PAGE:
Family fighting for daughter’s Lyme disease treatment - WMC Action News 5 - Memphis, Tennessee

Family fighting for daughter’s Lyme disease treatment

Taylor Pertzborn (Source: Pertzborn family) Taylor Pertzborn (Source: Pertzborn family)

Taylor Pertzborn is 18 years old and confined to a hospital bed. 

She dropped to 82 pounds in the last six months from gastrointestinal problems that the family believes are tied to chronic Lyme disease.

“It’s very sad and disheartening for somebody who is looking at a child that literally life has been taken away and could possibly be lost,” said her mother Michelle Pertzborn.

It can be a deadly disease, and Pertzborn said doctors haven’t acknowledged Lyme as an issue since Taylor’s initial treatment.

“I mean you’ve gotten your 28 days of antibiotics, all we can do is treat the symptoms,” Pertzborn said.

According to Julie Parker, a licensed professional counselor for Lyme patients, the CDC doesn’t recognize chronic Lyme disease. 

Therefore, doctors are regulated with guidelines that usually forego treatment after the initial 28 days of antibiotics.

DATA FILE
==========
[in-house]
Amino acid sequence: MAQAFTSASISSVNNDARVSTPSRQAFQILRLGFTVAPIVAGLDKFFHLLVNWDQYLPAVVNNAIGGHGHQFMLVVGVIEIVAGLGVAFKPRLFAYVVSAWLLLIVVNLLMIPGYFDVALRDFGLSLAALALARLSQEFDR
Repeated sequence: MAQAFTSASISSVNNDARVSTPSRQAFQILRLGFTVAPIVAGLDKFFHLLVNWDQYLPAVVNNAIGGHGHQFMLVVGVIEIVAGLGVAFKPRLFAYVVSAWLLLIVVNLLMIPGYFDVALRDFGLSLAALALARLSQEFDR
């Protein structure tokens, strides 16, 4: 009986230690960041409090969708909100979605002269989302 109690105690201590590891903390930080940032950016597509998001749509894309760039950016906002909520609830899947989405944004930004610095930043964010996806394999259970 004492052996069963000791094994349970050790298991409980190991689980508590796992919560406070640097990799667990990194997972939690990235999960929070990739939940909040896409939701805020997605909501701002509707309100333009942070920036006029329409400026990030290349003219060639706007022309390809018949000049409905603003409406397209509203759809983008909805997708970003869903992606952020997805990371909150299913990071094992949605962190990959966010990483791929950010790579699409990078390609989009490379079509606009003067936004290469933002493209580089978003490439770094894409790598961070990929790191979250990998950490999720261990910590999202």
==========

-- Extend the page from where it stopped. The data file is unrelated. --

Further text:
“It’s hard to diagnose Lyme disease because it mimics so many other diseases.  The blood test to detect Lyme disease is horribly unreliable.  They have a maximum reliability of about 50 percent,” Parker said.

According to the ILADS Directory, or International Lyme Associated Diseases Society, there is only one doctor from Mississippi and one from Tennessee who are licensed to treat Lyme Disease patients.

“There are doctors who have been run out of state for treating Lyme because it’s not the norm,” Parker said.

Pertzborn said her daughter started out having symptoms such as dizziness, fatigue, and nausea.

“She never got a rash, never knew that she got bit,” Pertzborn said. “It took her high school years away from her that you are supposed to be having fun and playing out with your friends and she didn’t get to do that.”

By Taylor’s senior year, she was confined to a walker.  Although she was ill, she maintained a 4.0 average at Cordova High School.

Taylor plans to attend Christian Brother’s University and become a doctor.  Then, she can help raise awareness about Lyme Disease.

Her family is also seeking medical attention from a hospital in Germany that specializes in Lyme Disease Treatment.

To help the Pertzborn family, click this link.

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